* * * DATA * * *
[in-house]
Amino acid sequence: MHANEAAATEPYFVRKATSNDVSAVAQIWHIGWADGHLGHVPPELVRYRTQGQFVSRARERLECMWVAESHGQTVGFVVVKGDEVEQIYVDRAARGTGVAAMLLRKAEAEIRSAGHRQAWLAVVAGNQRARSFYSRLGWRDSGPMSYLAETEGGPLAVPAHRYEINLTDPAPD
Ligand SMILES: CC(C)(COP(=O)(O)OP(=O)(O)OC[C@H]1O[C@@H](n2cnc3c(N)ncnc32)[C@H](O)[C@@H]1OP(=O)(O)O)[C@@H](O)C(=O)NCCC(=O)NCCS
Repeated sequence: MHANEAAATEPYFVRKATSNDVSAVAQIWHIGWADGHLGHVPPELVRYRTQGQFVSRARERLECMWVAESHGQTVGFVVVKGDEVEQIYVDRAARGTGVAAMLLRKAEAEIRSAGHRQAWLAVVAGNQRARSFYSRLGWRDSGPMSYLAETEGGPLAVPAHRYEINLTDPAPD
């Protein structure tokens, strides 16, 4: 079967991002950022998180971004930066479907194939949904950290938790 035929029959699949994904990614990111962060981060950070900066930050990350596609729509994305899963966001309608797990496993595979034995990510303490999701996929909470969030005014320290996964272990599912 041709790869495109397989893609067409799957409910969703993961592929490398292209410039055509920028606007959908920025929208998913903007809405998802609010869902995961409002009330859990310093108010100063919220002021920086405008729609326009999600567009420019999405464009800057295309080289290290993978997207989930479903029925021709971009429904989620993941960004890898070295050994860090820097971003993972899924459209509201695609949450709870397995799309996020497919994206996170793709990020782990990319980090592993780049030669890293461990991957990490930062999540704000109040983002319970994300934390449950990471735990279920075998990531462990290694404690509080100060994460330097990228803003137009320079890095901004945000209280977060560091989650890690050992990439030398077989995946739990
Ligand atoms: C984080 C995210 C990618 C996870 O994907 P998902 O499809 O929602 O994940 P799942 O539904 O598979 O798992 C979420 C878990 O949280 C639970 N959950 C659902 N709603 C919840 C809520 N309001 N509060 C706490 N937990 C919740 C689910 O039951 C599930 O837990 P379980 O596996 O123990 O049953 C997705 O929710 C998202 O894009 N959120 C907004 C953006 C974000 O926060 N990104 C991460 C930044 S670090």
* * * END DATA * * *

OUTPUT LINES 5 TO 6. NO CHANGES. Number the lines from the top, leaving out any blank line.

């Protein structure tokens, strides 16, 4: 079967991002950022998180971004930066479907194939949904950290938790 035929029959699949994904990614990111962060981060950070900066930050990350596609729509994305899963966001309608797990496993595979034995990510303490999701996929909470969030005014320290996964272990599912 041709790869495109397989893609067409799957409910969703993961592929490398292209410039055509920028606007959908920025929208998913903007809405998802609010869902995961409002009330859990310093108010100063919220002021920086405008729609326009999600567009420019999405464009800057295309080289290290993978997207989930479903029925021709971009429904989620993941960004890898070295050994860090820097971003993972899924459209509201695609949450709870397995799309996020497919994206996170793709990020782990990319980090592993780049030669890293461990991957990490930062999540704000109040983002319970994300934390449950990471735990279920075998990531462990290694404690509080100060994460330097990228803003137009320079890095901004945000209280977060560091989650890690050992990439030398077989995946739990
Ligand atoms: C984080 C995210 C990618 C996870 O994907 P998902 O499809 O929602 O994940 P799942 O539904 O598979 O798992 C979420 C878990 O949280 C639970 N959950 C659902 N709603 C919840 C809520 N309001 N509060 C706490 N937990 C919740 C689910 O039951 C599930 O837990 P379980 O596996 O123990 O049953 C997705 O929710 C998202 O894009 N959120 C907004 C953006 C974000 O926060 N990104 C991460 C930044 S670090």